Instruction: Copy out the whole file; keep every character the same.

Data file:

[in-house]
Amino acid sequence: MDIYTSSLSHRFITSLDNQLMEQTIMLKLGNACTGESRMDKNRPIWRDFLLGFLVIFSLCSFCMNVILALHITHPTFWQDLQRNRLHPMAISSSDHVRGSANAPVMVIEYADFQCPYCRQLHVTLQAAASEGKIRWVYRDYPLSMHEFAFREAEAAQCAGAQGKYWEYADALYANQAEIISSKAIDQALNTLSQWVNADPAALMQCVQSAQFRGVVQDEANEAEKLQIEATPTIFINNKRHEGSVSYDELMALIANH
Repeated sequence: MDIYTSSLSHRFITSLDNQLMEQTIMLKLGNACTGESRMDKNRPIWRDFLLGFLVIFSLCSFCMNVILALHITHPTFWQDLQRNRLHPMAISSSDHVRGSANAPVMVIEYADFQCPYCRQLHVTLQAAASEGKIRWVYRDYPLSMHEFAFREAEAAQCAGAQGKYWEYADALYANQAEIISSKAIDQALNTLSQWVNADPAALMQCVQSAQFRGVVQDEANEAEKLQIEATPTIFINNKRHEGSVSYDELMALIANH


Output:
[in-house]
Amino acid sequence: MDIYTSSLSHRFITSLDNQLMEQTIMLKLGNACTGESRMDKNRPIWRDFLLGFLVIFSLCSFCMNVILALHITHPTFWQDLQRNRLHPMAISSSDHVRGSANAPVMVIEYADFQCPYCRQLHVTLQAAASEGKIRWVYRDYPLSMHEFAFREAEAAQCAGAQGKYWEYADALYANQAEIISSKAIDQALNTLSQWVNADPAALMQCVQSAQFRGVVQDEANEAEKLQIEATPTIFINNKRHEGSVSYDELMALIANH
Repeated sequence: MDIYTSSLSHRFITSLDNQLMEQTIMLKLGNACTGESRMDKNRPIWRDFLLGFLVIFSLCSFCMNVILALHITHPTFWQDLQRNRLHPMAISSSDHVRGSANAPVMVIEYADFQCPYCRQLHVTLQAAASEGKIRWVYRDYPLSMHEFAFREAEAAQCAGAQGKYWEYADALYANQAEIISSKAIDQALNTLSQWVNADPAALMQCVQSAQFRGVVQDEANEAEKLQIEATPTIFINNKRHEGSVSYDELMALIANH